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What’s in the 2017 Prisons and Courts Bill?
There's surprisingly little in the new Prisons and Courts Bill about prison reform apart from the profound new duty for prisons to rehabilitate.

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When the 2017 general election was announced, the Prisons and Courts Bill (despite reaching committee stage in the House of Commons) could not be passed before parliament was dissolved on 3 May. Much to the surprise of many (and intense disappointment of Chief Prison Inspector Peter Clarke), the Bill was then dropped from the Queen’s Speech on 21 June 2017 with the government promising to bring forward new legislation solely on court modernisation.

What the Prisons and Courts Bill covers

Justice Secretary Liz Truss today (23 February 2017) published the Prisons and Courts Bill (2017) which covers four main areas:

  1. Prison safety and reform – What is described as a new framework and clear system of accountability for prisons. It will enshrine into law that a key purpose of prison is to reform and rehabilitate offenders, as well as punish them for the crimes they have committed.
  2. Court reform – Measures relating to courts underline a commitment to victims and the most vulnerable, as well as improving the system for those who use it every day by digitisation.
  3. The judiciary – The bill seeks to provide a better working environment for judges, with modern court facilities and better IT that will help manage cases more efficiently.
  4. Whiplash compensation – There will be new fixed tariffs capping whiplash compensation pay-outs and a ban on claims without medical evidence which, the MoJ,claims will reduce care insurance premiums.

This post looks at the first two areas in more detail. You can see the official published version of the Bill here.

Prison safety and reform

The Prisons and Courts Bill is designed to underpin measures in the recently published Prison Safety and Reform White Paper, and provide the legal basis for the government’s prison reform programme.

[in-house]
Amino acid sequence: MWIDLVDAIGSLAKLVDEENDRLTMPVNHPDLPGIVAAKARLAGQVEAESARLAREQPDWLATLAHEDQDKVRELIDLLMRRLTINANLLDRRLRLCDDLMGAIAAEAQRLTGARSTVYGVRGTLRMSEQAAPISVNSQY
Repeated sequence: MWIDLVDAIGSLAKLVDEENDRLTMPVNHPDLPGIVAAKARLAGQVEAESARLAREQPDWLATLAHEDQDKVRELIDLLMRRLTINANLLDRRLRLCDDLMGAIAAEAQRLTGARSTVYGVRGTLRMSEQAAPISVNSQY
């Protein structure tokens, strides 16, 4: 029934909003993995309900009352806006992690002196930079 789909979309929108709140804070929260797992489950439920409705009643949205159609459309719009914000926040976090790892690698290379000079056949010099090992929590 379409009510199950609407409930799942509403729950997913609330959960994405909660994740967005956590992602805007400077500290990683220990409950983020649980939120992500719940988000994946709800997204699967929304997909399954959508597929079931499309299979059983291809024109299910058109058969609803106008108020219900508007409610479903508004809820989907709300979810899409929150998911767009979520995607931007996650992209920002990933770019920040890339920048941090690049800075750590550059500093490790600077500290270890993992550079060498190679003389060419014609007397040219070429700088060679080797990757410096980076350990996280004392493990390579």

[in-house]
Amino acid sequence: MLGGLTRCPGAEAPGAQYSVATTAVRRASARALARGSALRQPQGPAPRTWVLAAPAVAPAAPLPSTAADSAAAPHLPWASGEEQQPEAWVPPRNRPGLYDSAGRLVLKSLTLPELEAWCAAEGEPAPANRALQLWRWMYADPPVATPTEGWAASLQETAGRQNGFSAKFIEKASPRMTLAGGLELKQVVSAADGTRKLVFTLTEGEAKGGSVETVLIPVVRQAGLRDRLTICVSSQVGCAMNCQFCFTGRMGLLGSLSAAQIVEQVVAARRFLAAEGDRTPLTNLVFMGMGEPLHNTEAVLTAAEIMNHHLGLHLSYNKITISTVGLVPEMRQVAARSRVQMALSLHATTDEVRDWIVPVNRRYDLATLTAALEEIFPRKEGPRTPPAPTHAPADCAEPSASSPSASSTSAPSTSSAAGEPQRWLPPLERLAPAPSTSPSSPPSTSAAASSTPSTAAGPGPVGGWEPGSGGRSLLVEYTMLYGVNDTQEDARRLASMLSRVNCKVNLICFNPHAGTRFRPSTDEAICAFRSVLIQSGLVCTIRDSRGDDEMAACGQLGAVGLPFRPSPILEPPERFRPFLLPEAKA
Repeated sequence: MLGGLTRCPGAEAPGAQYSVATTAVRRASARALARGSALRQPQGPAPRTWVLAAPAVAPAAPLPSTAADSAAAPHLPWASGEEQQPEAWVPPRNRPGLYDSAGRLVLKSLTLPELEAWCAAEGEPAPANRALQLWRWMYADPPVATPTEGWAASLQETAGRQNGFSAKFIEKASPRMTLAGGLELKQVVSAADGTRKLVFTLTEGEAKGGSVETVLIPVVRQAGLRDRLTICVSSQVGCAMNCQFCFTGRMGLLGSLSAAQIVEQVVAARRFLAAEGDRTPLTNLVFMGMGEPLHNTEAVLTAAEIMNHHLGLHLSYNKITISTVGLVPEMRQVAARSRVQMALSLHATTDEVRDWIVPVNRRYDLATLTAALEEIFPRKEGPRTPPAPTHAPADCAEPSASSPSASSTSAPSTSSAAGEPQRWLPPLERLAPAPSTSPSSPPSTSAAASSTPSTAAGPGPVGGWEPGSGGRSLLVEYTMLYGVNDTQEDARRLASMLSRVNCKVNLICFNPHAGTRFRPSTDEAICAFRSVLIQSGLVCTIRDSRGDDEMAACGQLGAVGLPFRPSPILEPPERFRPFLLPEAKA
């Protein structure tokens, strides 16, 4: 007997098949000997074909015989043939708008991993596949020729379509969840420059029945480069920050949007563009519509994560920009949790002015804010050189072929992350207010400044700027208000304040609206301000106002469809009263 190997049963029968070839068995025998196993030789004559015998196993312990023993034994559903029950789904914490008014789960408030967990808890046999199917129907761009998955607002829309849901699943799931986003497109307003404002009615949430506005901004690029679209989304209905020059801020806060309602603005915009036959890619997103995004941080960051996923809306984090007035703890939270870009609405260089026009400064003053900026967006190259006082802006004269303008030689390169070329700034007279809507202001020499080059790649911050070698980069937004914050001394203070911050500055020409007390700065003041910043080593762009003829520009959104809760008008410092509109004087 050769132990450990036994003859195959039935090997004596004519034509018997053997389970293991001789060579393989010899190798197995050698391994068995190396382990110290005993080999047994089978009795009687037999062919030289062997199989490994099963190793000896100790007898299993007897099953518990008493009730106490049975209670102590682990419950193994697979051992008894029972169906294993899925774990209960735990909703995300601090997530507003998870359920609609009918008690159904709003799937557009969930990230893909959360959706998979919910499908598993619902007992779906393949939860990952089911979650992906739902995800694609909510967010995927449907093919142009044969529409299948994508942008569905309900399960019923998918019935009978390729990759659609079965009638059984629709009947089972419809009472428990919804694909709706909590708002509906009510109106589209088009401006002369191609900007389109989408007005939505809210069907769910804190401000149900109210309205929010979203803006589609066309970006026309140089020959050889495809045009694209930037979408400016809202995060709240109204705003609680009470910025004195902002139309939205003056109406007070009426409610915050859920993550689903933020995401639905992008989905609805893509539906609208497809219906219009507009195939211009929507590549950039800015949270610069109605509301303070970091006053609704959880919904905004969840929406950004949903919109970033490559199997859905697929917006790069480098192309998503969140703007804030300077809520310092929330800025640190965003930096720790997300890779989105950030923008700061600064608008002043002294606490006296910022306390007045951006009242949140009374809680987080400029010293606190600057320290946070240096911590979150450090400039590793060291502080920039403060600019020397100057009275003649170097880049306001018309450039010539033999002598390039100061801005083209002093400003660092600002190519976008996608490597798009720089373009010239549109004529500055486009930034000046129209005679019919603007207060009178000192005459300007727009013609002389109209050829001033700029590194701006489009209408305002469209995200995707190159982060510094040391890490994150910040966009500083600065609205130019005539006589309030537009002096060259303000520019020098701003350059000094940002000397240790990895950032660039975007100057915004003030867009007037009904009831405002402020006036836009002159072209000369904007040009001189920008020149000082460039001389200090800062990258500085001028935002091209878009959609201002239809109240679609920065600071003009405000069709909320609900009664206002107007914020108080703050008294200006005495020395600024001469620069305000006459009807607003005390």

It sets in law for the first time that a key purpose of prisons is to reform offenders, as well as punish them for the crimes they have committed. The actual text for this provision is:

In giving effect to sentences or orders of imprisonment or detention
imposed by courts, prisons must aim to—
(a) protect the public,
(b) reform and rehabilitate offenders,
(c) prepare prisoners for life outside prison, and
(d) maintain an environment that is safe and secure.

Interestingly, only three of 72 sections of the Bill are concerned with prison reform (one on the purpose of prisons and role of Secretary of State; one on new powers and responsibilities for the prison inspectorate and one on “minor and consequential amendments to Prison Act 1952”). There are a further seventeen sections on the role of the Prisons and Probation Ombudsman and two on prison security which include powers to do mandatory drug tests for psychoactive substances.

The MoJ press release repeats the pledge of governor autonomy:

Governors will take control of budgets for education, employment and health and they will be held to account for getting people off drugs, into jobs and learning English and maths. Data for league tables detailing how prisons are performing in these areas will be publicly available from August 2017.

However, there is no detail on any of this in the Bill.

The MoJ press release also emphasises that more than 2,000 new senior positions are being created for “our valued and experienced officers” to be promoted into. These posts, which include specialist mental health training, will have a salary of up to £30,000.

Court reform

The MoJ emphasies that victims and vulnerable witnesses are also central to the Prisons and Courts Bill, with a range of measures that will bolster their protection in court.

The government is giving courts the power to put an end to domestic violence victims being quizzed by their attackers in the family courts. Much of this section of the Bill focuses on improving courts’ effectiveness by modernising and introducing online capacity.

The use of virtual hearings will be extended, allowing victims to take part without running the risk of coming face-to-face with their assailant. Many hearings, such as bail applications, will be resolved via video or telephone conferencing, allowing justice to be delivered more swiftly.

Offenders charged with some less serious criminal offences, such as failure to produce a ticket for travel on a train, will be able to

  • plead guilty online
  • accept a conviction
  • be issued a penalty and
  • pay that penalty there and then.


I’m no expert on legislation but, as far as I can see, although the duty on prisons to rehabilitate is a profound one, there is little further detail about the prison reform process in the Bill. However, Liz Truss did issue a written ministerial statement providing additional detail on new performance indicators for which governors, with their new devolved powers, will be responsible. [My summary here.]


All prison posts are kindly sponsored by Prison Consultants Limited who offer a complete service from arrest to release for anyone facing prison and their family. Prison Consultants have no editorial influence on the contents of this site.


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